The best way to experience Kaua’i's Na Pali Coast is the 11-mile Kalalau Trail.

Hiking Na Pali Coast, Kaua’i

What may be the best way to experience Kaua’i’s Na Pali Coast is the 11-mile Kalalau Trail. There are several beautiful places to stop along the way to rest and refresh yourself, or to break the trail down into smaller—but not less challenging—chunks.

Makapu‘u marks the rugged and dry eastern tip of O‘ahu.

Sightseeing Southeastern O‘ahu

Nature rules sightseeing on southeastern O’ahu, with some breathtaking views and a truly stunning garden along with a bit of hiking and an impressively massive heiau. Expect to do a lot of walking when seeing these sights.

The predominant foliage in Volcanoes National Park is ‘ohi‘a, which contrasts with the bleak desert surroundings.

Ka‘u Desert Warrior Footprints on the Big Island

The 1.6-mile round-trip trek across this small section of the Ka’u Desert outside Hawai’i Volcanoes National Park is fascinating, and the history of the footprints makes the experience more evocative. Because of deterioration, the footprints are faint and difficult to make out, but worth the trip to see for yourself.

A cyclist on the last leg of the 2007 Ironman in Kona.

Hiking and Biking in Kona

Hiking and biking in Kona are two vastly different experiences. There are a lot of moderate trails that are almost always the means to getting to some awesome beach, but as home to the famous Ironman World Championship, Kona takes biking seriously.

The Waikamoi Ridge Trail takes you just far away enough from the road that the only sound you can hear is the call of native birds and the creak of bamboo as it sways in the wind above you.

Hiking Maui: Hana and Vicinity

Hiking in Hana consists of calm, easy trails, most of which are a nice short break to stretch your legs or a moderate workout. There are a few trails less traveled with rewards such as peaceful picnic areas or pristine waterfalls, and plenty of costal views.

Bathed in the scent of eucalyptus and pine, the “topside” of central Moloka‘i is where you truly feel as if you’re in the mountains.

Moloka‘i’s Hiking Trails

Even for Maui locals, the hiking trails of Moloka‘i are shrouded in mystery. Often the trails require either four-wheel drive access or permission from private landowners, although there are still a number that are accessible to the public. You’re rewarded for your effort with sweeping views of the entire island.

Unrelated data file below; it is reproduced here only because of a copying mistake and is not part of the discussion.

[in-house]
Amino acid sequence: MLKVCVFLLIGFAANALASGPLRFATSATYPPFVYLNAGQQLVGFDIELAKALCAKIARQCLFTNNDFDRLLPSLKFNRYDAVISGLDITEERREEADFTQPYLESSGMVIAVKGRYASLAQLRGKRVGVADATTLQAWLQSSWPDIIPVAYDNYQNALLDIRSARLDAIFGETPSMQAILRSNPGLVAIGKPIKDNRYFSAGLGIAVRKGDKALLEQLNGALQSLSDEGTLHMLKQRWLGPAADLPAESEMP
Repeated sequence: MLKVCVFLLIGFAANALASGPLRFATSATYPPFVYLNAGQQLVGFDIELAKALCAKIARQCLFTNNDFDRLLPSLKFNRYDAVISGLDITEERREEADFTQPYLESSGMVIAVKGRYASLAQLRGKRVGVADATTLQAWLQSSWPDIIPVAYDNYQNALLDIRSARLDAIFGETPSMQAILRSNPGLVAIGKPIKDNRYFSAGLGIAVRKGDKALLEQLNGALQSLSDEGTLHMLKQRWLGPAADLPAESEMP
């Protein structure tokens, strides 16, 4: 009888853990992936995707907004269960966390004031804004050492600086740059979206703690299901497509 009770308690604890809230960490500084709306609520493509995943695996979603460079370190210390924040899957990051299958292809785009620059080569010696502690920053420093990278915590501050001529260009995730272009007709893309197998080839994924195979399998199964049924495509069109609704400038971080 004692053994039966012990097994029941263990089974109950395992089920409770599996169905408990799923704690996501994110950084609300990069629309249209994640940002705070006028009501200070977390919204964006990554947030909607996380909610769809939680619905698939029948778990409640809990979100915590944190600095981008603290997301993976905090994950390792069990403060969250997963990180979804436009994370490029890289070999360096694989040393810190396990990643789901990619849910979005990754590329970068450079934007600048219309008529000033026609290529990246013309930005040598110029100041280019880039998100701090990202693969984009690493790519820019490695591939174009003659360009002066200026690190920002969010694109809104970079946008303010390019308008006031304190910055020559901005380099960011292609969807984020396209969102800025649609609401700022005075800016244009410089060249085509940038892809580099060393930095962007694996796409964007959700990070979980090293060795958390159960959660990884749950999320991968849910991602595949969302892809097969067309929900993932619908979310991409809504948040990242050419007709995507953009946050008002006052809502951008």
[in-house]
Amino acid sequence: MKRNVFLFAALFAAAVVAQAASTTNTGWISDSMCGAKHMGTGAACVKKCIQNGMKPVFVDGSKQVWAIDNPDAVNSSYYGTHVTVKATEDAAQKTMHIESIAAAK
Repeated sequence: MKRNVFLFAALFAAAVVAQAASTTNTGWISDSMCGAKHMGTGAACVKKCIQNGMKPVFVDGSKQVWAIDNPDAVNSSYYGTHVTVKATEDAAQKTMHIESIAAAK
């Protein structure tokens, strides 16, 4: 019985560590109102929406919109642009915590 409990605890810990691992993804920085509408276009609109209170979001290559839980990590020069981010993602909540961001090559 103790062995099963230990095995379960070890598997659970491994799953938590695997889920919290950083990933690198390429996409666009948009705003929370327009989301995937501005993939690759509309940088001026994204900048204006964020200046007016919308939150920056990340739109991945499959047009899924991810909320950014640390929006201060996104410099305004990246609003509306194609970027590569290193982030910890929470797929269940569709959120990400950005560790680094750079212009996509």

The Ala Kahakai National Historic Trail system stretches over half the island.

Following the King’s Trail in Kohala

A conglomeration of several trails, the Ala Kahakai National Historic Trail system stretches over half the island. The National Park Service is working on improving the usability of these trails even more, but for now, there is about a 15-mile section that one can easily follow, with various access points depending on how long you wish to explore.

A large sea stack off the coast of Lanai.

Lana‘i Hiking Trails

Lana’i has plenty of hiking trails and most have something extra to offer such as unique archaeological sights or a bit of island history. The trails tend toward rugged, and there are a few that require planning ahead unless you’re eager for a challenging return trip.

A waterfall with a large cavern behind it at Twin Falls in East Maui.

Twin Falls Hiking Trail in East Maui

Twin Falls is one of the easiest and shortest waterfall hikes you’ll find in East Maui. Although there are myriad waterfalls here, the two main ones are most accessible for visitors. Here are detailed directions to both, advice for going further along the trail, and a few area tips.

Inside the dense bamboo forest of East Maui.

Hiking in the Bamboo Forest of East Maui

This challenging hike through Maui’s bamboo forest isn’t for everyone: there are steep slopes, deep forests, and even streams to traverse, but those who manage to find and stick to the trail are well-rewarded by the experience and the waterfalls of Na‘ili‘ili haele (bamboo forest)!